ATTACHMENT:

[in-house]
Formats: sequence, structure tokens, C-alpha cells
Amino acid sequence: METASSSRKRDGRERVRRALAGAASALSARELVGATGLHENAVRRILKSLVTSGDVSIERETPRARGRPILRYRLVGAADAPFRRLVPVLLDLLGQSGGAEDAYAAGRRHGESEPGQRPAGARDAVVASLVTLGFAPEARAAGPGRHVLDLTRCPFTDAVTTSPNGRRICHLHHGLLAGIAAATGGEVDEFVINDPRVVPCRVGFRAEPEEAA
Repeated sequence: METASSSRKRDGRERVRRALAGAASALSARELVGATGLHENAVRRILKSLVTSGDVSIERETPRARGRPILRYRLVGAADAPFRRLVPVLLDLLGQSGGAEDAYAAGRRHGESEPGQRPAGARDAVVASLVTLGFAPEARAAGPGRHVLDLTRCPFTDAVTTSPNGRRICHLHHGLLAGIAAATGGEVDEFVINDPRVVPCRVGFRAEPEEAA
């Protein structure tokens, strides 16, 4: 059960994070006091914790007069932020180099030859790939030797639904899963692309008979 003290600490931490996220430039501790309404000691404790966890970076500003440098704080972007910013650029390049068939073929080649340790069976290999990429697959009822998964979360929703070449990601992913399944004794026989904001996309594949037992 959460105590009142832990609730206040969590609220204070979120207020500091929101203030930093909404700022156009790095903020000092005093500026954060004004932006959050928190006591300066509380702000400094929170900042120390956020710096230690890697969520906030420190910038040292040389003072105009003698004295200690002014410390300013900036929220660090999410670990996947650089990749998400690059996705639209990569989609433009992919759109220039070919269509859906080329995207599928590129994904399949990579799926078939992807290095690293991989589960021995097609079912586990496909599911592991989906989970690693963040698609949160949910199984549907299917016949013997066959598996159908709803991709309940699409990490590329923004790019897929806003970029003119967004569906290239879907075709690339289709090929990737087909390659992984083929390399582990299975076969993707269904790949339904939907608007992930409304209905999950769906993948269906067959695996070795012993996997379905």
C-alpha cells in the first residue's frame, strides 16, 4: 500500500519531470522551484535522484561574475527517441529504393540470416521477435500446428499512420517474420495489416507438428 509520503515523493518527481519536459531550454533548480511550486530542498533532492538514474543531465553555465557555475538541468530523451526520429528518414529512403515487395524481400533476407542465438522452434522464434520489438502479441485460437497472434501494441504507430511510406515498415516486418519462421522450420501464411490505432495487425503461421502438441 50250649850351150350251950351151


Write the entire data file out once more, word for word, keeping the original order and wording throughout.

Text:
[in-house]
Formats: sequence, structure tokens, C-alpha cells
Amino acid sequence: METASSSRKRDGRERVRRALAGAASALSARELVGATGLHENAVRRILKSLVTSGDVSIERETPRARGRPILRYRLVGAADAPFRRLVPVLLDLLGQSGGAEDAYAAGRRHGESEPGQRPAGARDAVVASLVTLGFAPEARAAGPGRHVLDLTRCPFTDAVTTSPNGRRICHLHHGLLAGIAAATGGEVDEFVINDPRVVPCRVGFRAEPEEAA
Repeated sequence: METASSSRKRDGRERVRRALAGAASALSARELVGATGLHENAVRRILKSLVTSGDVSIERETPRARGRPILRYRLVGAADAPFRRLVPVLLDLLGQSGGAEDAYAAGRRHGESEPGQRPAGARDAVVASLVTLGFAPEARAAGPGRHVLDLTRCPFTDAVTTSPNGRRICHLHHGLLAGIAAATGGEVDEFVINDPRVVPCRVGFRAEPEEAA
């Protein structure tokens, strides 16, 4: 059960994070006091914790007069932020180099030859790939030797639904899963692309008979 003290600490931490996220430039501790309404000691404790966890970076500003440098704080972007910013650029390049068939073929080649340790069976290999990429697959009822998964979360929703070449990601992913399944004794026989904001996309594949037992 959460105590009142832990609730206040969590609220204070979120207020500091929101203030930093909404700022156009790095903020000092005093500026954060004004932006959050928190006591300066509380702000400094929170900042120390956020710096230690890697969520906030420190910038040292040389003072105009003698004295200690002014410390300013900036929220660090999410670990996947650089990749998400690059996705639209990569989609433009992919759109220039070919269509859906080329995207599928590129994904399949990579799926078939992807290095690293991989589960021995097609079912586990496909599911592991989906989970690693963040698609949160949910199984549907299917016949013997066959598996159908709803991709309940699409990490590329923004790019897929806003970029003119967004569906290239879907075709690339289709090929990737087909390659992984083929390399582990299975076969993707269904790949339904939907608007992930409304209905999950769906993948269906067959695996070795012993996997379905």
C-alpha cells in the first residue's frame, strides 16, 4: 500500500519531470522551484535522484561574475527517441529504393540470416521477435500446428499512420517474420495489416507438428 509520503515523493518527481519536459531550454533548480511550486530542498533532492538514474543531465553555465557555475538541468530523451526520429528518414529512403515487395524481400533476407542465438522452434522464434520489438502479441485460437497472434501494441504507430511510406515498415516486418519462421522450420501464411490505432495487425503461421502438441 50250649850351150350251950351151